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Pope Francis In “Good Condition, Alert” After Abdominal Surgery




Pope Francis In 'Good Condition, Alert' After Abdominal Surgery

Pope Francis was in good condition after his first night in hospital after surgery. (File)


Pope Francis was in good general condition on Thursday morning after his first night in hospital following abdominal surgery, had rested well and the results of the first post-operation tests were good, doctors said.

“The medical team following the post-operation recovery of the pontiff say that Pope Francis spent a tranquil night, with a prolonged rest,” the Vatican said in a statement.

“He is in good general condition, alert and breathing spontaneously. The results of routine tests are good,” it said, adding that the 86-year-old pope will rest for the remainder of the day.

Pope Francis underwent a three-hour operation in a Rome hospital on Wednesday to repair a hernia, which doctors said was successful enough that he should have no limitations on his travels and other activities after he recovers.

The pope expresses his gratitude for the many get-well messages he has received and asks people to continue to pray for him, the Vatican added.

Doctor Sergio Alfieri, the chief surgeon who operated on the pope at Rome’s Gemelli hospital, said had reacted well to general anesthesia and that he expected the pontiff to be in hospital for about 5-7 days.

But, speaking to reporters after the surgery, Dr Alfieri cautioned that while strong, the pope was elderly and recently had bronchitis so “we will take all necessary precautions” regarding the timing of the hospital stay.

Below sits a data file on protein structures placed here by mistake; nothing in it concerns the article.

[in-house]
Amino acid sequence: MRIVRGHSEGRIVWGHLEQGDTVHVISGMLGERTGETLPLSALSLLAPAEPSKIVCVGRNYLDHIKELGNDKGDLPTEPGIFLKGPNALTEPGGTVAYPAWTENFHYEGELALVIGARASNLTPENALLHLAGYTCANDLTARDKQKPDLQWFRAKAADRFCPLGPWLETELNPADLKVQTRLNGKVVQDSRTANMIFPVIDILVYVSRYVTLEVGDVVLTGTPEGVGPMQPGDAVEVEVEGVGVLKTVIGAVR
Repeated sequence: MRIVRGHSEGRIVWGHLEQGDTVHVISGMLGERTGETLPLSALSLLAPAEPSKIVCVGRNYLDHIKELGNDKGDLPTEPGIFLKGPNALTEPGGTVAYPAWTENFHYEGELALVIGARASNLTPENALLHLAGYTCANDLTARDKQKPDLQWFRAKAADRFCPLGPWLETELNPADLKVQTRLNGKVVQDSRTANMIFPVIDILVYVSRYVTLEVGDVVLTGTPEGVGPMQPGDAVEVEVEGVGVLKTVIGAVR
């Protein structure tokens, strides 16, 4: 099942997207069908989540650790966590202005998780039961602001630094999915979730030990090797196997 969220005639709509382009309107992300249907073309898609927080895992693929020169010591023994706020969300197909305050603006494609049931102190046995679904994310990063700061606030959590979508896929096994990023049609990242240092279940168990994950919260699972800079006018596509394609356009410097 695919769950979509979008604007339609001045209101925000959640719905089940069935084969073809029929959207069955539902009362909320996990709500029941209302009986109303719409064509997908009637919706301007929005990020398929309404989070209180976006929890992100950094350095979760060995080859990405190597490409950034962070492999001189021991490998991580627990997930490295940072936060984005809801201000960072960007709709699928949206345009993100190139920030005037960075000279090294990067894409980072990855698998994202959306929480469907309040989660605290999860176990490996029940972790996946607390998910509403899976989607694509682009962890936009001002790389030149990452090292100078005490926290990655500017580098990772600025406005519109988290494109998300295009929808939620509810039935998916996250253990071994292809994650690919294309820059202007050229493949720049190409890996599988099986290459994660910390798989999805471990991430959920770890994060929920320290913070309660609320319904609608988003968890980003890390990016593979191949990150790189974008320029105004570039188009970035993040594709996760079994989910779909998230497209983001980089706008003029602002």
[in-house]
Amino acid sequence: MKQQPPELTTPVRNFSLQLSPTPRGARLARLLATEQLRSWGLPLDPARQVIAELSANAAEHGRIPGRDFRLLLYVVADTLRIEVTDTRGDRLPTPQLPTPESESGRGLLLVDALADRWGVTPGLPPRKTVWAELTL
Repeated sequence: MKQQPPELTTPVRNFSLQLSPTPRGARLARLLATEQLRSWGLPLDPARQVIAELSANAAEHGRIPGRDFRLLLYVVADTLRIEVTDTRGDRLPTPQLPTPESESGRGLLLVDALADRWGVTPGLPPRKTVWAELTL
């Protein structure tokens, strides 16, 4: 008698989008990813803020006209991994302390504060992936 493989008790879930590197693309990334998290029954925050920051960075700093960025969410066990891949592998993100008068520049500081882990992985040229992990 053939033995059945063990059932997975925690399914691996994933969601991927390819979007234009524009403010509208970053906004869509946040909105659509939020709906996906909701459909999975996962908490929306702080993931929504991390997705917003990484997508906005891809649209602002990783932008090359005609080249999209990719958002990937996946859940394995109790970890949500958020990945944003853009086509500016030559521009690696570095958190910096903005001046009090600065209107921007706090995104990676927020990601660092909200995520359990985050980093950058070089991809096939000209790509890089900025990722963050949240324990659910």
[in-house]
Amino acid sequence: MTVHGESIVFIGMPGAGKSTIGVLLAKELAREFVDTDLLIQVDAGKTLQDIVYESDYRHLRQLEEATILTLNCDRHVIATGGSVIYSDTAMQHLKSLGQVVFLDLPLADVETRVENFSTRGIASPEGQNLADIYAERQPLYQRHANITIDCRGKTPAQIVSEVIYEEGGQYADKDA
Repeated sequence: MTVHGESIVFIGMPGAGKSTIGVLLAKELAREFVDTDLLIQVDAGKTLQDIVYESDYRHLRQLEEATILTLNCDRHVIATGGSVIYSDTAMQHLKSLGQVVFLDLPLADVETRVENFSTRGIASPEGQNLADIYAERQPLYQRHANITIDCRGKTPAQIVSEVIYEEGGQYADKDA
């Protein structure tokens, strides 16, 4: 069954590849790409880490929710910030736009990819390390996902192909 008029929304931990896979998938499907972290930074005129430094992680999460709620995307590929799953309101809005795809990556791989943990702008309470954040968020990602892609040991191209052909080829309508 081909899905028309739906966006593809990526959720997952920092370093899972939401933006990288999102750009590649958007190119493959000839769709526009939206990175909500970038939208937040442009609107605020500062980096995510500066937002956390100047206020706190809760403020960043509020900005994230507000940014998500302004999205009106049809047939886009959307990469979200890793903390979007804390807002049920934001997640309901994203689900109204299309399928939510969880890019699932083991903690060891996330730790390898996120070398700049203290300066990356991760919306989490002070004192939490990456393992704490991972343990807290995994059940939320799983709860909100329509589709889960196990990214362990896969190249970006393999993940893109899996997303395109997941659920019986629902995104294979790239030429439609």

Pope Francis has two trips planned for this summer, to Portugal Aug. 2-6 to attend the World Youth Day and visit the Shrine of Fatima, and to Mongolia Aug. 31-Sept. 4, one of the more remote places he has travelled to.

Dr Alfieri said he saw no medical reason why the pope would have to change his schedule if the recovery went well, as the surgeon expected it to.

Generic risks remain

Charles Maxwell-Armstrong, President of the Association of Coloproctology of Great Britain and Ireland, told Reuters Television in London that while it “was not a small operation by any means” for a person of the pope’s age, he agreed that travel would be possible if Pope Francis made a full recovery.

He said that while there were a “number of generic risks that apply to pretty much all patients” such as infection, stroke or heart attacks, “we would anticipate him making a full recovery, and the likelihood is that is exactly what he will do”.

The Vatican said all of the pope’s private and general audiences had been cancelled until June 18 as a precautionary measure.

In his 2021 stay there, Pope Francis recited the traditional Sunday prayer from a balcony on the Catholic-run hospital’s 10th floor, which has a suite of rooms reserved only for popes.

Doctors have said the operation was necessary to repair a laparocele, a hernia that sometimes forms over scars usually resulting from previous surgeries. It is more common in older people and it can also be caused by being overweight or weakness of the abdominal wall muscles.

Dr Alfieri said the pope’s condition was causing painful, intestinal occlusions that were becoming more frequent.

Pope Francis underwent a laparotomy, or open abdominal surgery, and a mesh prosthesis was used to reconstruct the abdominal wall.

In July 2021 he had part of his colon removed in an operation aimed at addressing a painful bowel condition called diverticulitis. He said earlier this year that the condition had returned and was affecting his weight.

It is the third hospital stay for Pope Francis since cardinals chose the Argentinian in 2013 as the first Latin American pope. It is the latest in a string of health problems in recent years.

(Except for the headline, this story has not been edited by NDTV staff and is published from a syndicated feed.)

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